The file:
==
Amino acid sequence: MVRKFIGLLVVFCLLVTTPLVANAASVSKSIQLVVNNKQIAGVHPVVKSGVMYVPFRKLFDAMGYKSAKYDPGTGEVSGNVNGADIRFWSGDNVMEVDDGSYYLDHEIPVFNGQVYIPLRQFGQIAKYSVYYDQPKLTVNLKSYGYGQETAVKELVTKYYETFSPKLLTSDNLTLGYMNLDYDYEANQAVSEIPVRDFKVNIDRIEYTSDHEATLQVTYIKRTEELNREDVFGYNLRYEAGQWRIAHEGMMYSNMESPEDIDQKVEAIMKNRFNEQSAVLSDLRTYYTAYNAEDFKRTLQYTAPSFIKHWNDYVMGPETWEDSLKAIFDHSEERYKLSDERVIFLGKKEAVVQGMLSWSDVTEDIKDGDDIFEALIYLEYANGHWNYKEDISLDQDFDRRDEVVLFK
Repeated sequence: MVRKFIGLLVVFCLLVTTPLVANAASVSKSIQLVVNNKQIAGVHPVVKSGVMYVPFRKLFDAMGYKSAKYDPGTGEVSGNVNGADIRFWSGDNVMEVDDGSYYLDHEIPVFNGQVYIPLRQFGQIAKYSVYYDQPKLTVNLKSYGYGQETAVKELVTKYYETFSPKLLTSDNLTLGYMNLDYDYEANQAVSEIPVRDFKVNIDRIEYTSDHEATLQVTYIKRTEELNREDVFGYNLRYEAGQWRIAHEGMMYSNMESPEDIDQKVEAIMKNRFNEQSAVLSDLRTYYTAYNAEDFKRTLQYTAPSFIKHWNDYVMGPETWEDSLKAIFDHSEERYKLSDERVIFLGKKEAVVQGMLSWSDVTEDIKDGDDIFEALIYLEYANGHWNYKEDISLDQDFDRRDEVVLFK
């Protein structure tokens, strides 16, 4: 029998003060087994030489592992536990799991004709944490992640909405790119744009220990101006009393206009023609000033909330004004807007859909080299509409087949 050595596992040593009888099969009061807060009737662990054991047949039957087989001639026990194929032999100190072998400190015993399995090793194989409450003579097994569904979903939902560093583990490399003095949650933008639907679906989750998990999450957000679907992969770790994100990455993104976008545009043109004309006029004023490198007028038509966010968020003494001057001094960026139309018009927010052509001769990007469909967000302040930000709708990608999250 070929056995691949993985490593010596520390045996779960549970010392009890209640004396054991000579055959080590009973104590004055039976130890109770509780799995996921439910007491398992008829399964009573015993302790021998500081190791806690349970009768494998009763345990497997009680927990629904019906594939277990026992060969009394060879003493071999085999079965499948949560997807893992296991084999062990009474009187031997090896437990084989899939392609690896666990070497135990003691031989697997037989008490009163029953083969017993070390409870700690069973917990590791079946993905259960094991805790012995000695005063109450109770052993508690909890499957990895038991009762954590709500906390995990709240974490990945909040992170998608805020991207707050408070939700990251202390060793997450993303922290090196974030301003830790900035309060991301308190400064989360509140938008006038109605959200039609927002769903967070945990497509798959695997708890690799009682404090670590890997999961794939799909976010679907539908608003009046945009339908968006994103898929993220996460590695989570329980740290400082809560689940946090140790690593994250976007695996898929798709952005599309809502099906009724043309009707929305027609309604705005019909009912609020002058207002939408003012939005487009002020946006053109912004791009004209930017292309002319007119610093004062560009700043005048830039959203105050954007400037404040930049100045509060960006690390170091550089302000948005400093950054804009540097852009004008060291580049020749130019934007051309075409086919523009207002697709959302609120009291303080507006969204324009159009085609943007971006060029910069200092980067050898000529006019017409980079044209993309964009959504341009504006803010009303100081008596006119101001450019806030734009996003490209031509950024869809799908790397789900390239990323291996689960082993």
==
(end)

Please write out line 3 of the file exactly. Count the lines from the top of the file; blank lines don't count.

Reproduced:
């Protein structure tokens, strides 16, 4: 029998003060087994030489592992536990799991004709944490992640909405790119744009220990101006009393206009023609000033909330004004807007859909080299509409087949 050595596992040593009888099969009061807060009737662990054991047949039957087989001639026990194929032999100190072998400190015993399995090793194989409450003579097994569904979903939902560093583990490399003095949650933008639907679906989750998990999450957000679907992969770790994100990455993104976008545009043109004309006029004023490198007028038509966010968020003494001057001094960026139309018009927010052509001769990007469909967000302040930000709708990608999250 070929056995691949993985490593010596520390045996779960549970010392009890209640004396054991000579055959080590009973104590004055039976130890109770509780799995996921439910007491398992008829399964009573015993302790021998500081190791806690349970009768494998009763345990497997009680927990629904019906594939277990026992060969009394060879003493071999085999079965499948949560997807893992296991084999062990009474009187031997090896437990084989899939392609690896666990070497135990003691031989697997037989008490009163029953083969017993070390409870700690069973917990590791079946993905259960094991805790012995000695005063109450109770052993508690909890499957990895038991009762954590709500906390995990709240974490990945909040992170998608805020991207707050408070939700990251202390060793997450993303922290090196974030301003830790900035309060991301308190400064989360509140938008006038109605959200039609927002769903967070945990497509798959695997708890690799009682404090670590890997999961794939799909976010679907539908608003009046945009339908968006994103898929993220996460590695989570329980740290400082809560689940946090140790690593994250976007695996898929798709952005599309809502099906009724043309009707929305027609309604705005019909009912609020002058207002939408003012939005487009002020946006053109912004791009004209930017292309002319007119610093004062560009700043005048830039959203105050954007400037404040930049100045509060960006690390170091550089302000948005400093950054804009540097852009004008060291580049020749130019934007051309075409086919523009207002697709959302609120009291303080507006969204324009159009085609943007971006060029910069200092980067050898000529006019017409980079044209993309964009959504341009504006803010009303100081008596006119101001450019806030734009996003490209031509950024869809799908790397789900390239990323291996689960082993």